When Jackie Robinson took the field on Opening Day 1947, he made history as the first black man to break the colour barrier in Major League Baseball. Robinson’s incredible fortitude opened the door and began the long-overdue process of integrating the game.
This you know. The legend of Robinson’s story has been told and taught countless times.
What if I asked you about Larry Doby? If you stopped the average baseball fan on the street, would they know who Doby is? Would they be as familiar with Doby’s story as they are with Robinson’s?
They should be. Lawrence Eugene Doby was a pioneer.
Born in Camden, South Carolina in 1923 before moving to New Jersey as a teenager, Doby was playing professional baseball in the Negro Leagues for the Newark Eagles as a high-schooler, such was his prodigious talent. After serving with the navy in World War II, Doby returned to Newark to help his Eagles win the 1946 Negro World Series in an epic seven-game series. Little did Doby know that his future was being determined elsewhere.
Bill Veeck became owner of the Cleveland Indians midway through the 1946 season and had a history of bucking the status quo. An astute businessman with a fondness for equality and common decency, Veeck had been keen to add Negro League stars to the major leagues for years. When Robinson made his debut for the Brooklyn Dodgers and successfully broke the colour barrier in the National League, Veeck was ready to follow suit in the American League with his Indians.
Veeck instructed his scouts to identify the player with the best long-term potential. Whoever this man would be, he had to stick. Doby, coming off his championship success with the Newark Eagles, was the man tasked for the job. On July 5 1947, Veeck publicly announced the signing of Doby to the Indians for $10,000, eleven weeks after Robinson’s breakthrough in Brooklyn.
Robinson’s integration into the Dodgers’ system was fraught with adversity but he was the beneficiary of strategy and planning at least. Brooklyn team president and general manager Branch Rickey masterminded every detail of the plan to ease Robinson into white baseball. Robinson spent his first year with the club’s minor league team in Montreal, away from the bright lights of New York. Doby was not provided the same level of careful consideration, and was thrust onto the Indians’s roster and into the locker room immediately.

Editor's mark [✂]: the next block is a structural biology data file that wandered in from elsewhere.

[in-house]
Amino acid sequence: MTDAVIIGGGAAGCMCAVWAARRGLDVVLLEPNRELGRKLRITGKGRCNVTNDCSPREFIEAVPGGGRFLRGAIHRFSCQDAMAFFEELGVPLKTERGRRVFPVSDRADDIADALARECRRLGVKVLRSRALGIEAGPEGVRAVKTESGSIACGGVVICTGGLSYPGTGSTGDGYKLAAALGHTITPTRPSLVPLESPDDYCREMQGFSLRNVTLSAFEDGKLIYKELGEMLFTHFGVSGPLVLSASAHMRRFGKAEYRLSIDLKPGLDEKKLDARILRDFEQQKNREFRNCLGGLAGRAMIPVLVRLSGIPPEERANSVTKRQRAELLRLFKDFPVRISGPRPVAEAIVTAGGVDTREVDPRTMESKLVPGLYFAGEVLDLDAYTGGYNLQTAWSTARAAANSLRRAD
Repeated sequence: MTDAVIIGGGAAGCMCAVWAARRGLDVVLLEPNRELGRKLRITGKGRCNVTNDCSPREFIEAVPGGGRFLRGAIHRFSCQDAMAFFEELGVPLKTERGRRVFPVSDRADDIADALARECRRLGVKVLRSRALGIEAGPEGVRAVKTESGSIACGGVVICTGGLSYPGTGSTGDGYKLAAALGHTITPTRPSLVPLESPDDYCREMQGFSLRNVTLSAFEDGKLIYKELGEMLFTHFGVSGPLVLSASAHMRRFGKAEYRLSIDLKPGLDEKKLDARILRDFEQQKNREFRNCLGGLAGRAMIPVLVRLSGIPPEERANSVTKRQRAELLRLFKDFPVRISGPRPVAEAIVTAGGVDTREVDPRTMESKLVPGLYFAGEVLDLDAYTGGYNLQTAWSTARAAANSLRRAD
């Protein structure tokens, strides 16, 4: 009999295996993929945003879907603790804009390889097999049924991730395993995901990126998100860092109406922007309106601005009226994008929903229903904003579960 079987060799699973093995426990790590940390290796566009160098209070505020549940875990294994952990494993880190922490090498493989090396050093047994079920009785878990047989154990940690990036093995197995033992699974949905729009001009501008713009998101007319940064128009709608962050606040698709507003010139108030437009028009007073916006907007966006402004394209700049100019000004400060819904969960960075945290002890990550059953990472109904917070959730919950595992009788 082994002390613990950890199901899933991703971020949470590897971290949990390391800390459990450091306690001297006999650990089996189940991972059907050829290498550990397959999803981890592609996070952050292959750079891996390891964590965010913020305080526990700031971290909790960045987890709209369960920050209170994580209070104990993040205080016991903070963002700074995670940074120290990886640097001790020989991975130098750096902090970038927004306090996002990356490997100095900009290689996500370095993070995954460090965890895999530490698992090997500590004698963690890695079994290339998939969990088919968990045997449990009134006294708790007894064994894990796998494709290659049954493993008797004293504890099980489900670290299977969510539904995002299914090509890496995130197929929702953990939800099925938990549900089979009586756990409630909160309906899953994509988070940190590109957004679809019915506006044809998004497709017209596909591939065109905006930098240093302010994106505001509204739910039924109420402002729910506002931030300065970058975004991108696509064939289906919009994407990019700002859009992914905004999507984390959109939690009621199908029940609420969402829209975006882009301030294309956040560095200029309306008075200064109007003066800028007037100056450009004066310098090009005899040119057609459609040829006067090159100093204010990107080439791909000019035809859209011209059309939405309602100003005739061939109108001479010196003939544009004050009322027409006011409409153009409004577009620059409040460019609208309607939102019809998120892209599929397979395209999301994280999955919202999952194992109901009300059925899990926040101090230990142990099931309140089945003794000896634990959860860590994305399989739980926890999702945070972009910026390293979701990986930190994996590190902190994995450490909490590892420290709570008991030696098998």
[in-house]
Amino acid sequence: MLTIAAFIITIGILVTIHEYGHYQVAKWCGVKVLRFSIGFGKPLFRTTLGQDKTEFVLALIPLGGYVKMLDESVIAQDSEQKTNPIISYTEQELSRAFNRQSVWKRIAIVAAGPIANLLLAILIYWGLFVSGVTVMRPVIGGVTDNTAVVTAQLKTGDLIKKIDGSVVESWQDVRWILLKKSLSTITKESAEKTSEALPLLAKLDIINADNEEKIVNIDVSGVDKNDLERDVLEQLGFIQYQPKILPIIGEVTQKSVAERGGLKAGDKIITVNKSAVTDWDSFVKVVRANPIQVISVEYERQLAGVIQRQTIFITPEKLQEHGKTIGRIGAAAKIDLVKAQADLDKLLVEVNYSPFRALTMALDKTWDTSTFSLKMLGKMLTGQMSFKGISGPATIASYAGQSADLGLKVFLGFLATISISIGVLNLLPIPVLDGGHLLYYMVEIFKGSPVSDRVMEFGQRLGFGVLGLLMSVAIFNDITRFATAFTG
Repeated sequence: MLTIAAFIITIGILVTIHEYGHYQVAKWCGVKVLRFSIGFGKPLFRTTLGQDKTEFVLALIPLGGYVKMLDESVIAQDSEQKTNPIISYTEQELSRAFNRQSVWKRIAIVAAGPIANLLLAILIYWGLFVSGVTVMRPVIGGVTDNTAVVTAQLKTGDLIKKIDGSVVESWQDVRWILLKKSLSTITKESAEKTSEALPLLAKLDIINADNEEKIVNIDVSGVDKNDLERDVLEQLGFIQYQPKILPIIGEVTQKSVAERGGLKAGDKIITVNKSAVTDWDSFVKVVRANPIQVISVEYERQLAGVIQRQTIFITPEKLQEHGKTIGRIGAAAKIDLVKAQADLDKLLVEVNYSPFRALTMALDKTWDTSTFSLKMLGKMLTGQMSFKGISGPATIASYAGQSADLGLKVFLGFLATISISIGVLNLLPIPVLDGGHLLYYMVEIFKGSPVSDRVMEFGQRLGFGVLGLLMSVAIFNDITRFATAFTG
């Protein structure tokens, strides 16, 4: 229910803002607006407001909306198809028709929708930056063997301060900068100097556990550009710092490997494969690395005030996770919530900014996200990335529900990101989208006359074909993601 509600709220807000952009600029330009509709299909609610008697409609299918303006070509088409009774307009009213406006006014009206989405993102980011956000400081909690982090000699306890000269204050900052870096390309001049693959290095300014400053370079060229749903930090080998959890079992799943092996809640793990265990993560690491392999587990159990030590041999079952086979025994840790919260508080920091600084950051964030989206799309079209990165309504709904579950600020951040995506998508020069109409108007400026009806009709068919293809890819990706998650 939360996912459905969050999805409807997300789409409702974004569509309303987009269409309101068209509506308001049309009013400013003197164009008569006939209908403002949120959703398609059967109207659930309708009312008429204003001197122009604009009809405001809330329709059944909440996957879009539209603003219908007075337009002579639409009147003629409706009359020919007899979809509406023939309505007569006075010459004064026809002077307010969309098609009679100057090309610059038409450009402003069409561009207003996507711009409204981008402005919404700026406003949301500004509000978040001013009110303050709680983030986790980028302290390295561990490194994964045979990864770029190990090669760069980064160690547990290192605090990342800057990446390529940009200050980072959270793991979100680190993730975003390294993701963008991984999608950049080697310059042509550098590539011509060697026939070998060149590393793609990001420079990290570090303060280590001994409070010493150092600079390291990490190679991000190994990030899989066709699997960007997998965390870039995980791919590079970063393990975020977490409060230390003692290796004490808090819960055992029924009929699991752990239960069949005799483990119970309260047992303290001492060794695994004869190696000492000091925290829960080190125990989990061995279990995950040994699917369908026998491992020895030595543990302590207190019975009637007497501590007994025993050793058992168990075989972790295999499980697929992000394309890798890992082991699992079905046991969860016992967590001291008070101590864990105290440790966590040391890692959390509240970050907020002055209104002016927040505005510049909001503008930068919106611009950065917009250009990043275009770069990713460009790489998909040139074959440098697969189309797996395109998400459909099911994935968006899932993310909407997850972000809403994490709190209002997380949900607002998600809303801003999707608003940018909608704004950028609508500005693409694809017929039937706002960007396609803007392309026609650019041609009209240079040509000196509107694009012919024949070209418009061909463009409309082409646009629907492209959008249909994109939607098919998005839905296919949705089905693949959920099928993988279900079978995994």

As a result of Doby’s sudden introduction, few were prepared, especially his new teammates. Thankfully Doby did not experience outright hostility but his white colleagues didn’t exactly roll out the red carpet either. Introverted by nature, Doby understandably kept to himself during the first weeks of his rookie campaign. There were times he would find himself a forlorn figure at the end of the dugout, isolated from his teammates. Doby almost always roomed alone on the road, and was even barred from hotels in certain cities. Of course, he had to contend with fans on a daily basis as well, whose “support” was not always complimentary.
Like Robinson, Doby experienced the full weight of history’s prejudice on his young shoulders.
Doby was still just 23-years-old. Suddenly he’s in an almost alien environment, alone in a sea of white faces, the “sole representative of his race in the American League,” said Jules Tygiel. Veeck had some advice for his new player: “Just remember that they play with a little white ball and a stick of wood up here just like they did in your league.”
Unfortunately, Veeck’s words of comfort did little to console Doby, who was obviously struggling with the magnitude of the transition. This immense pressure was most visible on the field. Doby was used sparingly over the course of 1947, and rarely at second base, the position he had held in the past. Doby finished the year with a .156/.182/.188 (BA/OBP/SLG) batting line over a measly 33 plate appearances, featuring in just 29 games, often as a pinch hitter or pinch runner. There were genuine concerns he wouldn’t be back in Cleveland for 1948.